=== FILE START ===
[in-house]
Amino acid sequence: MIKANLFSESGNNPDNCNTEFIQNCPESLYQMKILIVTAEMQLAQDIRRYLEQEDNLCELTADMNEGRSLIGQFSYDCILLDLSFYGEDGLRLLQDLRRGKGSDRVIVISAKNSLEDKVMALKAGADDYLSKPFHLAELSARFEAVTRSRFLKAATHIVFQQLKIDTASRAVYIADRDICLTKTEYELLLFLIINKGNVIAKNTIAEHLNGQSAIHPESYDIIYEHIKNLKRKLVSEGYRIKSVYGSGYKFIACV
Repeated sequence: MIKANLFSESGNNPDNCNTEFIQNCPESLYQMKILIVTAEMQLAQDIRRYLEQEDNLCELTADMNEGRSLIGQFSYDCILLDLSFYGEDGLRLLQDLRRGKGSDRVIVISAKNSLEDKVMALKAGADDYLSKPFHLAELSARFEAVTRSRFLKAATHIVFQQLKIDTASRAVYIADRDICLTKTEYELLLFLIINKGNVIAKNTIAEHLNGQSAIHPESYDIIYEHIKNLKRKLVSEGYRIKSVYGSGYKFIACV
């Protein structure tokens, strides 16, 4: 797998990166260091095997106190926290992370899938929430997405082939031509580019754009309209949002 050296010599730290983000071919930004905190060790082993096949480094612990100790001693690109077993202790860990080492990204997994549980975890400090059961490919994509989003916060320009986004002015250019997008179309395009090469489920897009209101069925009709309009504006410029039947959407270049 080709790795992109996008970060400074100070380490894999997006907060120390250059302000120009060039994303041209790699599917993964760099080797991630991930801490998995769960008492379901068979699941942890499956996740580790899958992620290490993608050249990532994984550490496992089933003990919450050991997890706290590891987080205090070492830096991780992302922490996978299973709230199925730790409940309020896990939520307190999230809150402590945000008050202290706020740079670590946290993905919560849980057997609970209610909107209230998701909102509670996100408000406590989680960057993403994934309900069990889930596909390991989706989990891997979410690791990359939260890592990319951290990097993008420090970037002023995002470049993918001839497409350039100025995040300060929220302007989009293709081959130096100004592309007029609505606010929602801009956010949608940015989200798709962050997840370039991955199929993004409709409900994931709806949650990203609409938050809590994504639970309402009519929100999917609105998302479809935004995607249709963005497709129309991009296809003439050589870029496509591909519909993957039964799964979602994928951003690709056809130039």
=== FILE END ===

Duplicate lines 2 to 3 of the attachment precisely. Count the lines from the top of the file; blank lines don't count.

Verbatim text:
Amino acid sequence: MIKANLFSESGNNPDNCNTEFIQNCPESLYQMKILIVTAEMQLAQDIRRYLEQEDNLCELTADMNEGRSLIGQFSYDCILLDLSFYGEDGLRLLQDLRRGKGSDRVIVISAKNSLEDKVMALKAGADDYLSKPFHLAELSARFEAVTRSRFLKAATHIVFQQLKIDTASRAVYIADRDICLTKTEYELLLFLIINKGNVIAKNTIAEHLNGQSAIHPESYDIIYEHIKNLKRKLVSEGYRIKSVYGSGYKFIACV
Repeated sequence: MIKANLFSESGNNPDNCNTEFIQNCPESLYQMKILIVTAEMQLAQDIRRYLEQEDNLCELTADMNEGRSLIGQFSYDCILLDLSFYGEDGLRLLQDLRRGKGSDRVIVISAKNSLEDKVMALKAGADDYLSKPFHLAELSARFEAVTRSRFLKAATHIVFQQLKIDTASRAVYIADRDICLTKTEYELLLFLIINKGNVIAKNTIAEHLNGQSAIHPESYDIIYEHIKNLKRKLVSEGYRIKSVYGSGYKFIACV